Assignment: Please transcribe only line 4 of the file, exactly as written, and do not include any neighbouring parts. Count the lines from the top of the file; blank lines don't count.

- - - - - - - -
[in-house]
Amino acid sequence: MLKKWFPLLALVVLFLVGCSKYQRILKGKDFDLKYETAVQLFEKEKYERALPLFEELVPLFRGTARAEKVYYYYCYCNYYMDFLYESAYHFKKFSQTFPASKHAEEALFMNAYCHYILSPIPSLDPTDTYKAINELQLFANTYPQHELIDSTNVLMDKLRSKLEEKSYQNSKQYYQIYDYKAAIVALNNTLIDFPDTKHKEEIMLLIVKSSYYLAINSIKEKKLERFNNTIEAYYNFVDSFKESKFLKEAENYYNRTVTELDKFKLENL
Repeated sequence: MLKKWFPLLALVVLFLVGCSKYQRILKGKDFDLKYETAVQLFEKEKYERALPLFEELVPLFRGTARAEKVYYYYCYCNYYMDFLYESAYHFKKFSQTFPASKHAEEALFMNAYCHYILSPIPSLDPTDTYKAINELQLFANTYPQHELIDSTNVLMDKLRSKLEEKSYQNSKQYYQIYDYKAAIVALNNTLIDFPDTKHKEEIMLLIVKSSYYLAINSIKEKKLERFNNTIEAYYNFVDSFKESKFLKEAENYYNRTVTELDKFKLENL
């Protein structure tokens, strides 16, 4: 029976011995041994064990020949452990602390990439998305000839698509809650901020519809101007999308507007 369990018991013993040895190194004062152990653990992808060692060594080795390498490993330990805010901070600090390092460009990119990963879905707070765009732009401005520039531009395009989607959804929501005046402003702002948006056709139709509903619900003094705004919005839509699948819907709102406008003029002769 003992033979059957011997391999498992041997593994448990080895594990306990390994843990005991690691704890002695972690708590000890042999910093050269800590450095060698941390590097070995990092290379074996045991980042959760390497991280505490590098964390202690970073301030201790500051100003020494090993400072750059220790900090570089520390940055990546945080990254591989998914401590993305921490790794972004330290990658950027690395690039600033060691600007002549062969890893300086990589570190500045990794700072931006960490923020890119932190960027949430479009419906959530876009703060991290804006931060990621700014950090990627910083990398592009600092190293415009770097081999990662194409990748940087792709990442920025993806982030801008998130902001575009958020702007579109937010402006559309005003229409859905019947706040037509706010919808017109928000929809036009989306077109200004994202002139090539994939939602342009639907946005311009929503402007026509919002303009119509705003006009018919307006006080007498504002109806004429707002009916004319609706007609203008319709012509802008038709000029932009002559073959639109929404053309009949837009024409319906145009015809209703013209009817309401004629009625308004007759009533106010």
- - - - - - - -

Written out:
């Protein structure tokens, strides 16, 4: 029976011995041994064990020949452990602390990439998305000839698509809650901020519809101007999308507007 369990018991013993040895190194004062152990653990992808060692060594080795390498490993330990805010901070600090390092460009990119990963879905707070765009732009401005520039531009395009989607959804929501005046402003702002948006056709139709509903619900003094705004919005839509699948819907709102406008003029002769 003992033979059957011997391999498992041997593994448990080895594990306990390994843990005991690691704890002695972690708590000890042999910093050269800590450095060698941390590097070995990092290379074996045991980042959760390497991280505490590098964390202690970073301030201790500051100003020494090993400072750059220790900090570089520390940055990546945080990254591989998914401590993305921490790794972004330290990658950027690395690039600033060691600007002549062969890893300086990589570190500045990794700072931006960490923020890119932190960027949430479009419906959530876009703060991290804006931060990621700014950090990627910083990398592009600092190293415009770097081999990662194409990748940087792709990442920025993806982030801008998130902001575009958020702007579109937010402006559309005003229409859905019947706040037509706010919808017109928000929809036009989306077109200004994202002139090539994939939602342009639907946005311009929503402007026509919002303009119509705003006009018919307006006080007498504002109806004429707002009916004319609706007609203008319709012509802008038709000029932009002559073959639109929404053309009949837009024409319906145009015809209703013209009817309401004629009625308004007759009533106010």